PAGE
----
I’m also given SCUBA shoes of some kind but protection and traction are mutually exclusive, as I discover when a misstep on a slippery rock results in a face plant. The impact liberates a chunk of flesh from my right knuckle (Injury No. 1) but it’s my pride that takes the hardest blow.

One of my guides is a young fellow whose English is as proficient as my French. I impress him by counting to 20. He impresses me by pointing out where a wild boar has trampled the grass, and then uses his fingers to mime huge tusks. The thought occurs that I never learned the French translation for “Help! I’m being gored by Babe!” Five years of school pretty much wasted.

On to Bora Bora, a quieter, more serene island, more in line with how I envision the South Pacific version of Paradise. It’s filled with lush vegetation and a teal lagoon teeming with rainbow-hued sea critters and . . . Americans. Universal Pictures has taken over the neighboring resort, much to the shock and awe of the locals, to film a romantic comedy starring, among others, Vince Vaughn and Jon Favreau.

To my credit, I did not once give in to the urge to yell snippets of dialogue from Swingers across the lagoon.

My over-water bungalow at Le Meridien has a large panel of glass in its floor. I can either stare at the water or watch CNN’s 24-hour coverage of the run-up to the U.S. election. One proves as brain-numbing as the other. I swim under my bungalow at one point to try watching the TV through wet glass. It does not make the news any more exciting.

To my credit, I did not once give in to the urge to swim under the neighboring bungalows and stare up at the occupants like some white-blubbered, googly-eyed denizen of the deep.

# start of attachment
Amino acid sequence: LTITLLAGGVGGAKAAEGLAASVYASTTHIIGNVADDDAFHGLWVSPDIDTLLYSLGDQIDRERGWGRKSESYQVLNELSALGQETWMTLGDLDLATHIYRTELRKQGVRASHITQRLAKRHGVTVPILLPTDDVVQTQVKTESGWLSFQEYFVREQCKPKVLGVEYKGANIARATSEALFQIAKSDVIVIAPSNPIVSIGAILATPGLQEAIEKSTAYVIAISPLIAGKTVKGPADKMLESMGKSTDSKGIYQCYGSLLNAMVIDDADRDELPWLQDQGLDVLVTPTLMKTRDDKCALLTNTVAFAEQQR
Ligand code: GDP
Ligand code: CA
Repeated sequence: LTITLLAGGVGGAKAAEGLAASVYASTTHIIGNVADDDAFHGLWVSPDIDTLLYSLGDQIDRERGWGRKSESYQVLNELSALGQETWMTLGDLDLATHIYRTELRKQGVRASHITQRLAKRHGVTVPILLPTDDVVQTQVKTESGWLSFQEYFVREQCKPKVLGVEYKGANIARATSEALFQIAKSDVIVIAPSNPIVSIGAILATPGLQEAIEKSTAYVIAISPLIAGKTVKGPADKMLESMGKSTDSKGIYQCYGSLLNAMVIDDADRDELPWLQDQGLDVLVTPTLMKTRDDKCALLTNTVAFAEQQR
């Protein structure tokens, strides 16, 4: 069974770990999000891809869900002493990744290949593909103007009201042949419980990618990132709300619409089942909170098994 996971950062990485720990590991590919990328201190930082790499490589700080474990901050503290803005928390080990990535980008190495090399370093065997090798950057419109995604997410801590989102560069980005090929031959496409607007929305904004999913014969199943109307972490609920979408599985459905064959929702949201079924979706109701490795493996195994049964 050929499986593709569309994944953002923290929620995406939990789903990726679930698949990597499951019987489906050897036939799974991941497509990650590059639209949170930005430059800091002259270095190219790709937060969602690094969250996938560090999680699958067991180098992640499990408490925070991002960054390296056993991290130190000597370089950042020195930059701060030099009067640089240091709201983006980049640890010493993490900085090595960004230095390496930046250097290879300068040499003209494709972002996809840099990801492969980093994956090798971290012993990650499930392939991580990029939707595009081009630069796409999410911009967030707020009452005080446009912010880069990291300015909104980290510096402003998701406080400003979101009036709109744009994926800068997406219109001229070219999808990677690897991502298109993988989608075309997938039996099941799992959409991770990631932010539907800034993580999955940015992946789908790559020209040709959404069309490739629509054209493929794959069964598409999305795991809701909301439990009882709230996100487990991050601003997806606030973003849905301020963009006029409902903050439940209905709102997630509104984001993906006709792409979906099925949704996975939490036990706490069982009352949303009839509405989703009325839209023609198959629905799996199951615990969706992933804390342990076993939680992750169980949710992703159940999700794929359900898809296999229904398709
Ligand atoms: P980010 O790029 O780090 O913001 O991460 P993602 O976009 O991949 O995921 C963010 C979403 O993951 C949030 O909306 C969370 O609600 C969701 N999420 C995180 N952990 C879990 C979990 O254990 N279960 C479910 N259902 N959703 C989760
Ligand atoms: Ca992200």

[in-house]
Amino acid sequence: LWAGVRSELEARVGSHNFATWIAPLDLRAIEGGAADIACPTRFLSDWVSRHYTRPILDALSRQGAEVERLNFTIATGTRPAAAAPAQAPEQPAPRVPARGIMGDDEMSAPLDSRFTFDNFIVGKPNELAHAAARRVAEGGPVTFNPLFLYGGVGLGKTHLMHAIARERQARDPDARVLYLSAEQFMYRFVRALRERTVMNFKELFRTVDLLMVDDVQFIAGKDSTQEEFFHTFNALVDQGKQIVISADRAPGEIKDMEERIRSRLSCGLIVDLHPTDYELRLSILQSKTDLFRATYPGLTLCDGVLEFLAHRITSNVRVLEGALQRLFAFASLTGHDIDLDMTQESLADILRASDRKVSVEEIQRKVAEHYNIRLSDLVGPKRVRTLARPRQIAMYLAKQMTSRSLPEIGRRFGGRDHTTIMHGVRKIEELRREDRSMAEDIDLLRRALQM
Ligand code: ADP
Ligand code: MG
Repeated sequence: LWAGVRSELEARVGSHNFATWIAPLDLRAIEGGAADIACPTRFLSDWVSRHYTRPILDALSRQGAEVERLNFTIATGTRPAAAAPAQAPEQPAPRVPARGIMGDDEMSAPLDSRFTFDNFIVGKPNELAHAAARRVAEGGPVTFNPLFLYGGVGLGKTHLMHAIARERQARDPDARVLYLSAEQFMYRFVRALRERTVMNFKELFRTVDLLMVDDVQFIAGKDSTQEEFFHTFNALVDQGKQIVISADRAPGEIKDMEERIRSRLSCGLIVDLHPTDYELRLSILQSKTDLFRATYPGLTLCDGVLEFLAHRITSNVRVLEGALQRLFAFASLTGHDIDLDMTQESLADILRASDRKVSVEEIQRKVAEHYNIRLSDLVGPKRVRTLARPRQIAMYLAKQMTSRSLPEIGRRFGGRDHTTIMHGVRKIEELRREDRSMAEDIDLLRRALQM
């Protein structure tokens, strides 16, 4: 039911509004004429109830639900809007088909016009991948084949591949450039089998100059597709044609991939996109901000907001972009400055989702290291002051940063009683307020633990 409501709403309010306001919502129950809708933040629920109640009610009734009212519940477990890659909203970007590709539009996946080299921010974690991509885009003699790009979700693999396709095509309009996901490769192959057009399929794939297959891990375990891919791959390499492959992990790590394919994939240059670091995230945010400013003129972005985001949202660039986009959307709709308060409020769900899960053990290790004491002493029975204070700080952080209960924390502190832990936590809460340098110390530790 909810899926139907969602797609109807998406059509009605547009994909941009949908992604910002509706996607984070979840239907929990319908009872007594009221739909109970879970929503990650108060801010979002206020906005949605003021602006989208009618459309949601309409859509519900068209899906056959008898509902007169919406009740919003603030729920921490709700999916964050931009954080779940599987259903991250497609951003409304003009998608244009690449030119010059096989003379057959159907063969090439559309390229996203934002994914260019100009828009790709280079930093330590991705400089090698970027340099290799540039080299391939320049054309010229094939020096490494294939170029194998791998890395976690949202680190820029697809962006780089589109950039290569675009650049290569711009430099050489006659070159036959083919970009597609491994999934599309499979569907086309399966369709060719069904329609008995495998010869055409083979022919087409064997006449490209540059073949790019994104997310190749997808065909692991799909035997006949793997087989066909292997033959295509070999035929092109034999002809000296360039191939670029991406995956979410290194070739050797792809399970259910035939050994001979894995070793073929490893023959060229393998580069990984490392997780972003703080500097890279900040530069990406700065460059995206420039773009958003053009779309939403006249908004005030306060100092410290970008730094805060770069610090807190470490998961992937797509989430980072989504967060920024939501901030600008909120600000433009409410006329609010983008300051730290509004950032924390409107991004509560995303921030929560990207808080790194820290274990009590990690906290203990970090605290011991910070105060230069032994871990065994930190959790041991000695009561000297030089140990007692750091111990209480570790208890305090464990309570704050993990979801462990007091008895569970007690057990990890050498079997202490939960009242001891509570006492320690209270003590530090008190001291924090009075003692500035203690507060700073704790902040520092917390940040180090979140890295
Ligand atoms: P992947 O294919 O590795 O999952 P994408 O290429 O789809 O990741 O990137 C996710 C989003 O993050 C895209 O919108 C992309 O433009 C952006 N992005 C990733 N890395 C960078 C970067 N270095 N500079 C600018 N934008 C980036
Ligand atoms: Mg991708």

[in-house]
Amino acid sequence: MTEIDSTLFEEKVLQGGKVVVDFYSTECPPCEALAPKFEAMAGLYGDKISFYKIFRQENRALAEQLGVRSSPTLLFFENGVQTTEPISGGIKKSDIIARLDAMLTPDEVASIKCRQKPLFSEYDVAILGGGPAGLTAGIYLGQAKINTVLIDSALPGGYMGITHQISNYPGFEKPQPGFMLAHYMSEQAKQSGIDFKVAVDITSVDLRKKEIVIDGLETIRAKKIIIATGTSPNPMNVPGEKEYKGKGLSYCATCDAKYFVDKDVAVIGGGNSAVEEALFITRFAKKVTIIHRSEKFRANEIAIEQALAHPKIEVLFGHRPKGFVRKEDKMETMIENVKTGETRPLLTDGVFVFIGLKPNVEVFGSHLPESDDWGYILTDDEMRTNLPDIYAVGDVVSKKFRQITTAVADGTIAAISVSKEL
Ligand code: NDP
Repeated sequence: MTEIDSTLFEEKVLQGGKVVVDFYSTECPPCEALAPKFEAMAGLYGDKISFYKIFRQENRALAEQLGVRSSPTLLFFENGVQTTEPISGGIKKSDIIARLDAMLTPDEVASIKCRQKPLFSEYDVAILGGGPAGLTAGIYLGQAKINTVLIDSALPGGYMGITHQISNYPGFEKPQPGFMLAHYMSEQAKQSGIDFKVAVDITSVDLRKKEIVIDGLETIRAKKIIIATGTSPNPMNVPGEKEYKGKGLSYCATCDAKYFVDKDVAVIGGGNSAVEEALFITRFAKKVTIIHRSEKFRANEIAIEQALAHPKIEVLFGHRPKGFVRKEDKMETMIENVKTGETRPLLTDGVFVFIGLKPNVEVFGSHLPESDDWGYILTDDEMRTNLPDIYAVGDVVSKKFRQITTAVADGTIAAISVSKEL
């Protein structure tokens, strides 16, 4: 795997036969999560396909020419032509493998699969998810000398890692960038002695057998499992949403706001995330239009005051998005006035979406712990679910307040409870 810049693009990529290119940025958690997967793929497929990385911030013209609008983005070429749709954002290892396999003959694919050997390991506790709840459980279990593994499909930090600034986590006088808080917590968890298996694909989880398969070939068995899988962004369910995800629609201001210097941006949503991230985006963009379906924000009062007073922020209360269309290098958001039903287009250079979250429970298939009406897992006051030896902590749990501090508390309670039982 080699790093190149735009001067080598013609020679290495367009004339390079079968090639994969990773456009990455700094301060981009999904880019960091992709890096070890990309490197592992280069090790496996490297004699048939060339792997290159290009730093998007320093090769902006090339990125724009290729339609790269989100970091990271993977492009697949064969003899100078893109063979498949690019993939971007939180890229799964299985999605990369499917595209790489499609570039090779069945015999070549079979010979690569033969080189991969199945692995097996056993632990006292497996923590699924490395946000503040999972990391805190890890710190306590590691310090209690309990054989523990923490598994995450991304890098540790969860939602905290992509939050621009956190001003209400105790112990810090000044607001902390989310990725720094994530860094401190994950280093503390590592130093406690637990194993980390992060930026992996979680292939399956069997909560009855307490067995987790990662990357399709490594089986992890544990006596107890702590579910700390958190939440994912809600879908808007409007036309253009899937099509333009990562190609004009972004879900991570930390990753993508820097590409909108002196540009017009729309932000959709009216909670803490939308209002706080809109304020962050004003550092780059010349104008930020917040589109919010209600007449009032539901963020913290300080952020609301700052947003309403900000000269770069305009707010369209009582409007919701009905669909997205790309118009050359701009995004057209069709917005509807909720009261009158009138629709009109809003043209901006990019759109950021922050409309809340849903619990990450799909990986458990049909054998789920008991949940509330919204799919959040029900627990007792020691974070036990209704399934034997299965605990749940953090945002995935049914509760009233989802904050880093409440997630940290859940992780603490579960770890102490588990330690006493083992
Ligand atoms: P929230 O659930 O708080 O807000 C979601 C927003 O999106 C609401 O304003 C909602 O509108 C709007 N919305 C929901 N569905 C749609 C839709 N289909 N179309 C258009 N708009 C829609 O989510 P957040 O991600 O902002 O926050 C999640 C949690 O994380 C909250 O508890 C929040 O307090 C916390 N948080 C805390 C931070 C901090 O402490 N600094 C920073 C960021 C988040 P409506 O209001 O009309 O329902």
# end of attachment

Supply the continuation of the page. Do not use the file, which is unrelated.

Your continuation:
Visit the turtle sanctuary at Le Meridien. Am so fascinated by saving the green sea turtle from the dinner plates of Tahitians that I fail to notice that those areas of my feet not covered by my sandals are on fire. Sunburn = Injury No. 2.

A 4×4 excursion takes us into Bora Bora’s interior, where the Americans installed seven-inch guns soon after entering World War II. They have a range of six miles. The guns on the Japanese battleships had a range of 35 miles. You do the math.

Fortunately, the war didn’t come this way, leaving the GI Joes little more to do than fire seven-inch coconuts from their batteries and impregnate the local womenfolk. Military manoeuvres, my ass. But that would help explain the brown skin and blond hair so prevalent on the island.

It’s a bouncy ride in the 4×4 and I can only prevent myself from exchanging inside the vehicle for outside the vehicle by maintaining a firm grasp on the roll bar. That firm grasp eventually develops a blister on my right thumb. (Injury No. 3).

I can access the lagoon via a metal ladder off the back deck of my bungalow. While enjoying this privilege, I somehow manage to scrape my ribs against a collection of barnacles/coral attached to the lower rungs of the ladder. The result is a red, itchy rash. (Injury No. 4).

The doors to these bungalows are heavy and tend to close of their own volition whenever the wind blows off the nearby sea. I step outside for one second and the door slams shut behind me. I am outside. My key is inside. I am outside. My shirt is inside. The spare key is at the reception desk, a five-minute walk of shame away. I came here looking for topless, but that wasn’t supposed to include me.

Leave Bora Bora filled with powdered soup, instant coffee, a suitcase of liberated toiletries and pleasant memories. Back to Tahiti for one night. Watch gendarmes operate a radar trap on the freeway, nabbing drivers travelling faster than 90 km/h.

There are speed limits in Paradise? Yeah, right. What’s next, North American doughnut shops and Hummers? Oh, wait a second, look over there . . .

To Tahiti Tourisme and Le Meridien: Thank you, merci, mauruuru.


One Response to “Final score in Tahiti: Injuries 4, Boobies 2.”